I’ve been a fan of Leo Frankowski ever since I stumbled upon his Cross-Time Engineer series, the one about a modern Pole stuck in the middle ages, a mere decade before a Mongol attack. It was fascinating reading, full of sex, violence, and a painstakingly-built military-industrial complex.
Frankowski’s later books, a slew of which have come out in the last five years, are sort of hit-or-miss phenemona: Conrad’s Time Machine, for instance, was really interesting for the first 150 pages, and then turned into the sort of sexist wish-fulfillment pabulum that Frankowski is wont to indulge in when his editor doesn’t crack down hard enough.
Kren of the Mitchegai doesn’t wallow in the same silly excess as some others, but neither does it live up to its predecessor (it’s the third in the Boy and His Tank series, the first of which was truly inventive and excellent, and the second of which was disappointing). Like a lot of Frankowski books, it simply tracks the travails of its hero (in this case, a præternaturally evil character, part of a race that tortures and eats its own young, &c. &c.), almost like a strict novelization of an RPG. “Kren wagered 100’000 Ke and hit his opponent for 50HP, scoring a critical blow and winning the round. Kren has advanced to level 20.”1 In many ways, it’s as though he took his Conrad character and turned him into an evil alien. So great is Frankowski’s love for engineering and the procurement of personal military-industrial complexes that he more or less works it into every single story he writes.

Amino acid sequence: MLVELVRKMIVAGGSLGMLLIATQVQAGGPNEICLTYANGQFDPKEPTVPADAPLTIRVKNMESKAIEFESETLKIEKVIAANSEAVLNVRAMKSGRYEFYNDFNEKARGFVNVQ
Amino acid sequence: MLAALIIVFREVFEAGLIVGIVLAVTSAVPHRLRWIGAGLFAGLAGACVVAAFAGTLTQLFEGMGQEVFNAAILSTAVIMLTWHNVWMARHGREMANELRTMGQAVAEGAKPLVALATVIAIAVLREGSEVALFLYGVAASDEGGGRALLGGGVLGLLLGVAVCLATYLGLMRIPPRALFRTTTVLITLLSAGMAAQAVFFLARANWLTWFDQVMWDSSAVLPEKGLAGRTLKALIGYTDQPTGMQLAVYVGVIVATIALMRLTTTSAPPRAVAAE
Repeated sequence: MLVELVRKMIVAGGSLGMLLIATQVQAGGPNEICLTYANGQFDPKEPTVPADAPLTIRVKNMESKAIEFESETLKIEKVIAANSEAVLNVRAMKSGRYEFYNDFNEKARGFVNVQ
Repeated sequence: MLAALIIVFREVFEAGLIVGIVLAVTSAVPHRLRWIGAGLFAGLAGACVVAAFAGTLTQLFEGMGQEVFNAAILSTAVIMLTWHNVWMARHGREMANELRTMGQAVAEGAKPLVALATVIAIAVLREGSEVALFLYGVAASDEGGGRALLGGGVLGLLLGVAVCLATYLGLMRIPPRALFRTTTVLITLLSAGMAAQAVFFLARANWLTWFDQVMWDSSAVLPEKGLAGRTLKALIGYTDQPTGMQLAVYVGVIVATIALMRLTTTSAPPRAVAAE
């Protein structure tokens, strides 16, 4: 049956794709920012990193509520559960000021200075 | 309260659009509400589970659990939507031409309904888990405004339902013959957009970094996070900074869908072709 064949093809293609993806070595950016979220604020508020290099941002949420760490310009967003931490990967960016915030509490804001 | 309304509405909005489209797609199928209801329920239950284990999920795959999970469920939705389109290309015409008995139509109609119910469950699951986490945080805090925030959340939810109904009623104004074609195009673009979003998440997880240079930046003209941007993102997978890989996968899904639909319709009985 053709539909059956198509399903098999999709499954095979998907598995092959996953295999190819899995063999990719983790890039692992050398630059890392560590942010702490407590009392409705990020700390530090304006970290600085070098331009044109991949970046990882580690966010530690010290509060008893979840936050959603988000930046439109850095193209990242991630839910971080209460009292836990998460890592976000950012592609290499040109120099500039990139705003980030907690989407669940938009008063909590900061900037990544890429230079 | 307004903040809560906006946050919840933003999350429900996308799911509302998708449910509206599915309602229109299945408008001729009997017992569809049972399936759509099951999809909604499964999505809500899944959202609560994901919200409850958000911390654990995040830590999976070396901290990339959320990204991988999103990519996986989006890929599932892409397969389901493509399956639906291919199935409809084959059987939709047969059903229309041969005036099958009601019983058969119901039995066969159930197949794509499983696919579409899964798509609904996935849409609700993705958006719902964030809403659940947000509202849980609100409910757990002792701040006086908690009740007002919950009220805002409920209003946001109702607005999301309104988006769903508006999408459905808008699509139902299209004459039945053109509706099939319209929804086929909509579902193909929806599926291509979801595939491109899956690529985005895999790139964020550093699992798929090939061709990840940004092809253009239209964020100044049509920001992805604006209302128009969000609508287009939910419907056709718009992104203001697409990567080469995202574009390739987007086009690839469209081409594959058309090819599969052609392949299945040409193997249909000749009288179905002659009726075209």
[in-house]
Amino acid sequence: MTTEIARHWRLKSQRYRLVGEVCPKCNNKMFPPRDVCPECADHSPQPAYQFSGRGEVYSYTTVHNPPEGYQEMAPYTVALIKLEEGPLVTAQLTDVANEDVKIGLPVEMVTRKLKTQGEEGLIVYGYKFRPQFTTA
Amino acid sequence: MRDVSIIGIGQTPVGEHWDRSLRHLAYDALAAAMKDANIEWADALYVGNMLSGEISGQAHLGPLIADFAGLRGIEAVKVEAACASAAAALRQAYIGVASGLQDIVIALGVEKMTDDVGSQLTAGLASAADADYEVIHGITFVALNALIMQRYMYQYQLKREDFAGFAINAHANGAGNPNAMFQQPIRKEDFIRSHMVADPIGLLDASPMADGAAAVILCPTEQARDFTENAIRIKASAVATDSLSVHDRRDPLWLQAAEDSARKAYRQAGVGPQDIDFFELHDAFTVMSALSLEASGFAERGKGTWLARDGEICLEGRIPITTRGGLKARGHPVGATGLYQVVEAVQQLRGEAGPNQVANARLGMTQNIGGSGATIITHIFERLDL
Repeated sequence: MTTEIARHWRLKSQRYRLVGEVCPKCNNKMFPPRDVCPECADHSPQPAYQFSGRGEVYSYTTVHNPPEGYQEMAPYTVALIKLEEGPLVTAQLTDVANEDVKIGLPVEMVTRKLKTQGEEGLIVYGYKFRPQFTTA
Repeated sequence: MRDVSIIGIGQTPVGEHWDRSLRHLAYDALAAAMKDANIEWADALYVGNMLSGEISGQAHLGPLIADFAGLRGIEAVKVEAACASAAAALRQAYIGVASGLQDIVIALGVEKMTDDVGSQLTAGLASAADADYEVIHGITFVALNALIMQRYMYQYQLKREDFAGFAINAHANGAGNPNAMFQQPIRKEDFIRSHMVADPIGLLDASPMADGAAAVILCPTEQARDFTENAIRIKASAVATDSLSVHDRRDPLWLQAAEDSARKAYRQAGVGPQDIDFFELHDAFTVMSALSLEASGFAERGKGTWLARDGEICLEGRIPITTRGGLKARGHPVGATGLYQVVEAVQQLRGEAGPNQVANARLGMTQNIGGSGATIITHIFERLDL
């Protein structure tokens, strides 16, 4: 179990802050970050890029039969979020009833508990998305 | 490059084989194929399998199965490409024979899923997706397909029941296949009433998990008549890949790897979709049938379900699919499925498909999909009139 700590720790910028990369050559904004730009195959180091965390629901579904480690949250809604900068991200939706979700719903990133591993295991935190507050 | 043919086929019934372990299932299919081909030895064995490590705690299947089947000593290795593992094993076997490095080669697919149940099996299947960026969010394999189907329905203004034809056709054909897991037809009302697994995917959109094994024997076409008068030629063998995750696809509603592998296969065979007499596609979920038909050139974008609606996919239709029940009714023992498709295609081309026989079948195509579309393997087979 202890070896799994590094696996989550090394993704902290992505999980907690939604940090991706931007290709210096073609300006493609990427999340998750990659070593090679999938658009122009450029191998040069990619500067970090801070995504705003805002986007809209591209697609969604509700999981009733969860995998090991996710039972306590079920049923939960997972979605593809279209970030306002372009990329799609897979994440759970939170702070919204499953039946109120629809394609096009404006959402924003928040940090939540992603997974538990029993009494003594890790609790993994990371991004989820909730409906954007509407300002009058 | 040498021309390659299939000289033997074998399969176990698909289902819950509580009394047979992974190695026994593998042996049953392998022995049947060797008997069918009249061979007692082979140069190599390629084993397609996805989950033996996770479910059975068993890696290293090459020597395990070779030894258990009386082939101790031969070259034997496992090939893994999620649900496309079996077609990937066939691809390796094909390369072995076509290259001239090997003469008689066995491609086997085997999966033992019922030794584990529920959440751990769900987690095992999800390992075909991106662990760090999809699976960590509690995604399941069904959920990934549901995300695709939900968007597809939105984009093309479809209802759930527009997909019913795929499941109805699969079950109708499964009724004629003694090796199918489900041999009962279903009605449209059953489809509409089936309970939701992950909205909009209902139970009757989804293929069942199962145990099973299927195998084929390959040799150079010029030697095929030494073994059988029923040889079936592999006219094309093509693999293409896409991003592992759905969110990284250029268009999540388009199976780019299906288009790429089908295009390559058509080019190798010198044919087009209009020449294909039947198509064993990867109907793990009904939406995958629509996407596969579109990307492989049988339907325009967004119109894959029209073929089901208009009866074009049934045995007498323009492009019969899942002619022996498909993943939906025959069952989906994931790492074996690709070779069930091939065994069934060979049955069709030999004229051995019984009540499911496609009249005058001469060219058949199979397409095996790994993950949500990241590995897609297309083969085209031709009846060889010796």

So much of the book was devoted to developing Kren’s backstory (the storyline goes up to but does not include a war with the human race) that the few short chapters interspersed throughout describing the original hero’s (Mickolai) current activies (building a military-industrial complex, of course) seem awkward and forced. By the end of the book, we are more enamored of the evil alien, because Frankowski has devoted less and less meaningful development time to Mickolai, having already introduced and resolved all the character tension and technological problems in the first book.
It’s a good book, I suppose, but it’s only saving grace was that Frankowski managed to make the bad guy more interesting. His website says that Baen books has dropped the series, so who knows if he will ever get to resolve the conflict between the humans and the Mitchegai. Next, I will read his (semi-)self-published addition to the Cross-Time Engineer series to see if he’s still got the magic.
- Not actually an excerpt[↩]